One journalism course blogg that I did find from Seaton Hill University has an interesting discussion about the old chesnut: “Is blogging Journalism?”

When bloggs take the lead in showing how 60 Minutes was duped then this appears to be a silly question. The recent debate over the authenticity of the documents used by Dan Rather, in his story about President Bush’s service in the National Guard, has been a blogger led story. Dan Gilmour sums up the sequence of events that led to bloggers exposing one of America’s most senior reporters. He comments:

Yet I’m also convinced that the emergent online community known as the “blogosphere” – the world of Weblogs, or blogs – has played an essential role in this bizarre sequence of events. The major shift, however, is one of perception, less in what happened than its high visibility and velocity.

Jay Rosen at Press Think is one of the best bloggers about journalism on the web and he has posted one of his typically masterful essay/posts about the Rather incident. He points out it is about much more than the triumph of the blogs:

We’re in the theatre of reputation, and Rather is himself the major character, although it was supposed to be not Dan Rather under trial but fellow Texan George W. Bush. Big Journalism is involved. Kid Internet. Military Service. Democratic Activists. The Liberal Media. The Bush Clan. Texas Power Circles. The DNC? To say “this is theatre” is not to diminish the story, but to suggest why it’s grown so big.

Rosen and Dan Gilmour have a great conversation about blogging, the web and journalism here . Gilmour says:

The first thing we’d need to do is listen, pay attention to what is being said. To really get out of the lecture mode that we’ve been in and to recognize that something new is going on that will benefit not just our journalism — which of course we want to do — but benefit the people who are reading or listening to or viewing our journalism. Those are the people who we say we want to serve. So, the conversation part of it — the listening part, the responding part — is not just for journalists. It’s for all of us, it’s for everybody. And it comes back to what I’ve made a kind of a cliché in my own world, which is that my readers know more than I do.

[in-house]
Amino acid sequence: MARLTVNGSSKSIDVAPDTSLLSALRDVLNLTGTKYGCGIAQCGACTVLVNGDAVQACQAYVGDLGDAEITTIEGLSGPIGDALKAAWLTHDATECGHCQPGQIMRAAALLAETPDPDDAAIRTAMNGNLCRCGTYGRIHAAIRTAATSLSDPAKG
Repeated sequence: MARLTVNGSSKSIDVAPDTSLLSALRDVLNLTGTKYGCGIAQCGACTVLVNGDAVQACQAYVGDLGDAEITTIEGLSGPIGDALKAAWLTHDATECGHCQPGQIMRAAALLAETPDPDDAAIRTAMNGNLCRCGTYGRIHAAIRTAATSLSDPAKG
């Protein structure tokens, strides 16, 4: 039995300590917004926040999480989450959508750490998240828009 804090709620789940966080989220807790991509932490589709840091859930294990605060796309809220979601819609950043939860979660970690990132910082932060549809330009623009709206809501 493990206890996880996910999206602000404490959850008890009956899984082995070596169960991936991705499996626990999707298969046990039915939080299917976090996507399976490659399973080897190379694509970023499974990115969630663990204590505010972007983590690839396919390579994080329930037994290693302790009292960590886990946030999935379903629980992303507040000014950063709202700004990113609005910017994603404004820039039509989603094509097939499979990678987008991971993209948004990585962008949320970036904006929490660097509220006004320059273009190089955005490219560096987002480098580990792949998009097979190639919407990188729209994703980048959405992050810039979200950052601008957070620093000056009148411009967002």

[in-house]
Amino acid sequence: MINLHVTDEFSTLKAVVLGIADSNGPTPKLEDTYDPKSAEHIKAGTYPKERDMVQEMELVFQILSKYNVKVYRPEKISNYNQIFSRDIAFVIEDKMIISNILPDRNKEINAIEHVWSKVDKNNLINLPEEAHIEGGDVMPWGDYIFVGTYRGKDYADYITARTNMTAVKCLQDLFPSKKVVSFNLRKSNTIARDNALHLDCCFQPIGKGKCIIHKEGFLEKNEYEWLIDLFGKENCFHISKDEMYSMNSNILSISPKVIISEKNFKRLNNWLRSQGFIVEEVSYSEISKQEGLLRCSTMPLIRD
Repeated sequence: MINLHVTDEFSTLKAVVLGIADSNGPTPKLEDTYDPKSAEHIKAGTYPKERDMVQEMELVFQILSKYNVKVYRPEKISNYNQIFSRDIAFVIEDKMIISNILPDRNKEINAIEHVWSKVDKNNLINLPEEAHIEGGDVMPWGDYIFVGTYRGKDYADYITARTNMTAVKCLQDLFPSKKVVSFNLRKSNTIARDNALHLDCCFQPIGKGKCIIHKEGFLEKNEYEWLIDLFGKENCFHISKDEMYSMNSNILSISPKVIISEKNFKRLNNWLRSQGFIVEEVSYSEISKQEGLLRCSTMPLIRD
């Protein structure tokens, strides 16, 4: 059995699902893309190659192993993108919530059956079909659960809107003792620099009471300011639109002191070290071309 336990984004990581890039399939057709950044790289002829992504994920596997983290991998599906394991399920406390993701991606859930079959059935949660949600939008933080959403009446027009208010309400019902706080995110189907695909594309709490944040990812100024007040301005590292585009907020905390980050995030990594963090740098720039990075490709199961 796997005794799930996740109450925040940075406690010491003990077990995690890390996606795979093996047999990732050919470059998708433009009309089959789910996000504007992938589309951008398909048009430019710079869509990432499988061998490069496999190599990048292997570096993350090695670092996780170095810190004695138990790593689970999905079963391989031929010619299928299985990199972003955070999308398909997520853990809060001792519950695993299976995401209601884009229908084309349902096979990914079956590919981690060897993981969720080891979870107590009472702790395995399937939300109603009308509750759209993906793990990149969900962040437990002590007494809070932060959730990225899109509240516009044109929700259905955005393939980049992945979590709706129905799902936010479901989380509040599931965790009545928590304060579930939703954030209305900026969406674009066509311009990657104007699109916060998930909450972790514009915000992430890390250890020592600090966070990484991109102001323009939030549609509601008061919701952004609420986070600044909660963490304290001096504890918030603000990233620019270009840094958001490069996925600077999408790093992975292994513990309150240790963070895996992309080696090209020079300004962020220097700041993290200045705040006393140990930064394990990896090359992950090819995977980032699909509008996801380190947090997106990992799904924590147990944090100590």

It seems that resistance to blogging/web-based initiatives in both journalism and in education may result from this inability of its practitioners to “get out of the lecture mode”.

While educators like to make a distinction between different approaches to learning, (deep/surface; holistic/atomistic; connected/isolated) journalism academics such as James Carey have made similar distinctions about journalism. Carey famously drew a distinction between the transmission model and the ritual model of communication. One is about information transfer and the other is about fellowship and meaning making. Carey argues that the transmission model is dominant in “objectivity” obsessed modern journalism. This leads to a focus on the “what” but not the “why”.

Bloggs and web-based communication/collaboration destabilize these models.